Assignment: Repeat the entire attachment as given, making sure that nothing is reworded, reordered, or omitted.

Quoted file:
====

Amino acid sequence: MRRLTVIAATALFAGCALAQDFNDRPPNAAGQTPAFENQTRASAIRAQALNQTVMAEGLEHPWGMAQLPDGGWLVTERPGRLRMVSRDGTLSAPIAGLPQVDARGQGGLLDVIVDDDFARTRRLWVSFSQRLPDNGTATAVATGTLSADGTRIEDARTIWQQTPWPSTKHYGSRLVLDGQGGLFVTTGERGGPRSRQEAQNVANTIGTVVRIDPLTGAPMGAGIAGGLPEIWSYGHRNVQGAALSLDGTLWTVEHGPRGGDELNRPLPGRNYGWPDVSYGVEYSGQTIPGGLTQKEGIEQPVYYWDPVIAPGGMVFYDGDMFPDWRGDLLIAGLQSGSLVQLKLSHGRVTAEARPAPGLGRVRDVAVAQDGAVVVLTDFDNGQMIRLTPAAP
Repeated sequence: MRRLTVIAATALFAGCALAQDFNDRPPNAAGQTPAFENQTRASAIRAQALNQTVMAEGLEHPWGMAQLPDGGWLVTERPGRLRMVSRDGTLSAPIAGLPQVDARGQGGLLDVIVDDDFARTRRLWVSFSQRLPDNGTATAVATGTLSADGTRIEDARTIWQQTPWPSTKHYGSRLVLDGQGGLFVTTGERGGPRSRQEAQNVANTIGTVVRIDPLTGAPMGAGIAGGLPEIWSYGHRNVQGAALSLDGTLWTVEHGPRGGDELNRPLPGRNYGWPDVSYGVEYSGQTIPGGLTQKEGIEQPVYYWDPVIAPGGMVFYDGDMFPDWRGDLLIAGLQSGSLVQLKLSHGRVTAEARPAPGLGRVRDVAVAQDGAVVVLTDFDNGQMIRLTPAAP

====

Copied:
Amino acid sequence: MRRLTVIAATALFAGCALAQDFNDRPPNAAGQTPAFENQTRASAIRAQALNQTVMAEGLEHPWGMAQLPDGGWLVTERPGRLRMVSRDGTLSAPIAGLPQVDARGQGGLLDVIVDDDFARTRRLWVSFSQRLPDNGTATAVATGTLSADGTRIEDARTIWQQTPWPSTKHYGSRLVLDGQGGLFVTTGERGGPRSRQEAQNVANTIGTVVRIDPLTGAPMGAGIAGGLPEIWSYGHRNVQGAALSLDGTLWTVEHGPRGGDELNRPLPGRNYGWPDVSYGVEYSGQTIPGGLTQKEGIEQPVYYWDPVIAPGGMVFYDGDMFPDWRGDLLIAGLQSGSLVQLKLSHGRVTAEARPAPGLGRVRDVAVAQDGAVVVLTDFDNGQMIRLTPAAP
Repeated sequence: MRRLTVIAATALFAGCALAQDFNDRPPNAAGQTPAFENQTRASAIRAQALNQTVMAEGLEHPWGMAQLPDGGWLVTERPGRLRMVSRDGTLSAPIAGLPQVDARGQGGLLDVIVDDDFARTRRLWVSFSQRLPDNGTATAVATGTLSADGTRIEDARTIWQQTPWPSTKHYGSRLVLDGQGGLFVTTGERGGPRSRQEAQNVANTIGTVVRIDPLTGAPMGAGIAGGLPEIWSYGHRNVQGAALSLDGTLWTVEHGPRGGDELNRPLPGRNYGWPDVSYGVEYSGQTIPGGLTQKEGIEQPVYYWDPVIAPGGMVFYDGDMFPDWRGDLLIAGLQSGSLVQLKLSHGRVTAEARPAPGLGRVRDVAVAQDGAVVVLTDFDNGQMIRLTPAAP